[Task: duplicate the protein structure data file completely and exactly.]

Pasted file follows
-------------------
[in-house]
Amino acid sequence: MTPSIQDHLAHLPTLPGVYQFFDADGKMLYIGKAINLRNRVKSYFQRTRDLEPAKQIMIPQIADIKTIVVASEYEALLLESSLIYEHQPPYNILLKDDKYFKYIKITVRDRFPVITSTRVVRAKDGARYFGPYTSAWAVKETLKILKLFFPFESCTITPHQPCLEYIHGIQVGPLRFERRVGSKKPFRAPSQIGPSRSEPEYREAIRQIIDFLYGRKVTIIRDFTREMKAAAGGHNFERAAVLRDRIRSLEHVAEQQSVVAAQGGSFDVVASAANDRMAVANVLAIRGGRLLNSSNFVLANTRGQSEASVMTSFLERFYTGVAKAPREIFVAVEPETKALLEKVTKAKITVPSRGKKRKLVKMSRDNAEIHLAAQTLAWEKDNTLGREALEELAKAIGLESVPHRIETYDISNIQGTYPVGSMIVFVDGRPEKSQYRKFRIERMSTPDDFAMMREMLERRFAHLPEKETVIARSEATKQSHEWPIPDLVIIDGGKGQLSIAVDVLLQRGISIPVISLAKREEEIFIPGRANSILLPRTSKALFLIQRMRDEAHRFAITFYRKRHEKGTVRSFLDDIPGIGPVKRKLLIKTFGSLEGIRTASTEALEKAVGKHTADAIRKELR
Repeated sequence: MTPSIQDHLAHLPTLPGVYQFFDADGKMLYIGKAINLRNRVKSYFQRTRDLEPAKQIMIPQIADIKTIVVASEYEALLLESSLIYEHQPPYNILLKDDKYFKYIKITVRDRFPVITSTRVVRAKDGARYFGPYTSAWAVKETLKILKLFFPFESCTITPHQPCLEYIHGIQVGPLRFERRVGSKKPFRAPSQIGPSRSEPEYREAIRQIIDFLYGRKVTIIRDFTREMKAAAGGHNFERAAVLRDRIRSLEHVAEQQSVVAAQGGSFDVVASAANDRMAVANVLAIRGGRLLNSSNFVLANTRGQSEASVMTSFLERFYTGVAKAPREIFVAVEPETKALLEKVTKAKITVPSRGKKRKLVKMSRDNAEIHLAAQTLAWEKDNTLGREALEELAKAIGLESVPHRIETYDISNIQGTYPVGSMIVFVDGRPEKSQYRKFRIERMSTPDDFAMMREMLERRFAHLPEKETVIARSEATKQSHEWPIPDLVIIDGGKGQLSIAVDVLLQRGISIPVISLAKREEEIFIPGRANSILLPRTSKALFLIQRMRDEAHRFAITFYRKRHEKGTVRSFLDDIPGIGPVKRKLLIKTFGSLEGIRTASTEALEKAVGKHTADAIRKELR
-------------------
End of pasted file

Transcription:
[in-house]
Amino acid sequence: MTPSIQDHLAHLPTLPGVYQFFDADGKMLYIGKAINLRNRVKSYFQRTRDLEPAKQIMIPQIADIKTIVVASEYEALLLESSLIYEHQPPYNILLKDDKYFKYIKITVRDRFPVITSTRVVRAKDGARYFGPYTSAWAVKETLKILKLFFPFESCTITPHQPCLEYIHGIQVGPLRFERRVGSKKPFRAPSQIGPSRSEPEYREAIRQIIDFLYGRKVTIIRDFTREMKAAAGGHNFERAAVLRDRIRSLEHVAEQQSVVAAQGGSFDVVASAANDRMAVANVLAIRGGRLLNSSNFVLANTRGQSEASVMTSFLERFYTGVAKAPREIFVAVEPETKALLEKVTKAKITVPSRGKKRKLVKMSRDNAEIHLAAQTLAWEKDNTLGREALEELAKAIGLESVPHRIETYDISNIQGTYPVGSMIVFVDGRPEKSQYRKFRIERMSTPDDFAMMREMLERRFAHLPEKETVIARSEATKQSHEWPIPDLVIIDGGKGQLSIAVDVLLQRGISIPVISLAKREEEIFIPGRANSILLPRTSKALFLIQRMRDEAHRFAITFYRKRHEKGTVRSFLDDIPGIGPVKRKLLIKTFGSLEGIRTASTEALEKAVGKHTADAIRKELR
Repeated sequence: MTPSIQDHLAHLPTLPGVYQFFDADGKMLYIGKAINLRNRVKSYFQRTRDLEPAKQIMIPQIADIKTIVVASEYEALLLESSLIYEHQPPYNILLKDDKYFKYIKITVRDRFPVITSTRVVRAKDGARYFGPYTSAWAVKETLKILKLFFPFESCTITPHQPCLEYIHGIQVGPLRFERRVGSKKPFRAPSQIGPSRSEPEYREAIRQIIDFLYGRKVTIIRDFTREMKAAAGGHNFERAAVLRDRIRSLEHVAEQQSVVAAQGGSFDVVASAANDRMAVANVLAIRGGRLLNSSNFVLANTRGQSEASVMTSFLERFYTGVAKAPREIFVAVEPETKALLEKVTKAKITVPSRGKKRKLVKMSRDNAEIHLAAQTLAWEKDNTLGREALEELAKAIGLESVPHRIETYDISNIQGTYPVGSMIVFVDGRPEKSQYRKFRIERMSTPDDFAMMREMLERRFAHLPEKETVIARSEATKQSHEWPIPDLVIIDGGKGQLSIAVDVLLQRGISIPVISLAKREEEIFIPGRANSILLPRTSKALFLIQRMRDEAHRFAITFYRKRHEKGTVRSFLDDIPGIGPVKRKLLIKTFGSLEGIRTASTEALEKAVGKHTADAIRKELR